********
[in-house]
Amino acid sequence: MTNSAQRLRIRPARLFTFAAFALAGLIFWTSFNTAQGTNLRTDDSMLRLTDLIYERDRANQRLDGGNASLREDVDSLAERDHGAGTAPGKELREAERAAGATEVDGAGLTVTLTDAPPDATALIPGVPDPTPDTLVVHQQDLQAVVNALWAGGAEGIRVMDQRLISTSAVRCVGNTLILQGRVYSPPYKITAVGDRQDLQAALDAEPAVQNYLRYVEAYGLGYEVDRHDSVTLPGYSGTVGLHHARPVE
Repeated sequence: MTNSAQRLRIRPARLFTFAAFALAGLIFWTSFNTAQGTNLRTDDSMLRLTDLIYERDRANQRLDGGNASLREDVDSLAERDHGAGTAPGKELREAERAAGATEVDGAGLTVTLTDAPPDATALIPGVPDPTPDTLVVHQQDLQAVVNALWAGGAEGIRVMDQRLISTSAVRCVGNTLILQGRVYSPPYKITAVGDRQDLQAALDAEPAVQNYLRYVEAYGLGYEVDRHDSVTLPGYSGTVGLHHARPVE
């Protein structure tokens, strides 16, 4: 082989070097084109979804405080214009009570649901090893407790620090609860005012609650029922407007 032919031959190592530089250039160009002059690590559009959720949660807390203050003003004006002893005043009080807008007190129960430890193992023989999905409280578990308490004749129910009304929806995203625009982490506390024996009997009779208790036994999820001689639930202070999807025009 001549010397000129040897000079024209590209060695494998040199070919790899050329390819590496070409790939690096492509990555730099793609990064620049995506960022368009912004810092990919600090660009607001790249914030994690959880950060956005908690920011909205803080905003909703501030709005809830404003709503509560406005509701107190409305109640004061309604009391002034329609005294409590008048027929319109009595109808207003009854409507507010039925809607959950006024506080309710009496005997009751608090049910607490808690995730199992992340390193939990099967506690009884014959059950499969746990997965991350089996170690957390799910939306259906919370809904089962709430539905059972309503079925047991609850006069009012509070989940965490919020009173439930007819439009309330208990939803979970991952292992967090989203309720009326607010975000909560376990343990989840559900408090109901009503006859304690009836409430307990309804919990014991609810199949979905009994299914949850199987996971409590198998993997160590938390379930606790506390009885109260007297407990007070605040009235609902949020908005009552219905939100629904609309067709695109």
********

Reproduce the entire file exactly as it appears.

[in-house]
Amino acid sequence: MTNSAQRLRIRPARLFTFAAFALAGLIFWTSFNTAQGTNLRTDDSMLRLTDLIYERDRANQRLDGGNASLREDVDSLAERDHGAGTAPGKELREAERAAGATEVDGAGLTVTLTDAPPDATALIPGVPDPTPDTLVVHQQDLQAVVNALWAGGAEGIRVMDQRLISTSAVRCVGNTLILQGRVYSPPYKITAVGDRQDLQAALDAEPAVQNYLRYVEAYGLGYEVDRHDSVTLPGYSGTVGLHHARPVE
Repeated sequence: MTNSAQRLRIRPARLFTFAAFALAGLIFWTSFNTAQGTNLRTDDSMLRLTDLIYERDRANQRLDGGNASLREDVDSLAERDHGAGTAPGKELREAERAAGATEVDGAGLTVTLTDAPPDATALIPGVPDPTPDTLVVHQQDLQAVVNALWAGGAEGIRVMDQRLISTSAVRCVGNTLILQGRVYSPPYKITAVGDRQDLQAALDAEPAVQNYLRYVEAYGLGYEVDRHDSVTLPGYSGTVGLHHARPVE
């Protein structure tokens, strides 16, 4: 082989070097084109979804405080214009009570649901090893407790620090609860005012609650029922407007 032919031959190592530089250039160009002059690590559009959720949660807390203050003003004006002893005043009080807008007190129960430890193992023989999905409280578990308490004749129910009304929806995203625009982490506390024996009997009779208790036994999820001689639930202070999807025009 001549010397000129040897000079024209590209060695494998040199070919790899050329390819590496070409790939690096492509990555730099793609990064620049995506960022368009912004810092990919600090660009607001790249914030994690959880950060956005908690920011909205803080905003909703501030709005809830404003709503509560406005509701107190409305109640004061309604009391002034329609005294409590008048027929319109009595109808207003009854409507507010039925809607959950006024506080309710009496005997009751608090049910607490808690995730199992992340390193939990099967506690009884014959059950499969746990997965991350089996170690957390799910939306259906919370809904089962709430539905059972309503079925047991609850006069009012509070989940965490919020009173439930007819439009309330208990939803979970991952292992967090989203309720009326607010975000909560376990343990989840559900408090109901009503006859304690009836409430307990309804919990014991609810199949979905009994299914949850199987996971409590198998993997160590938390379930606790506390009885109260007297407990007070605040009235609902949020908005009552219905939100629904609309067709695109």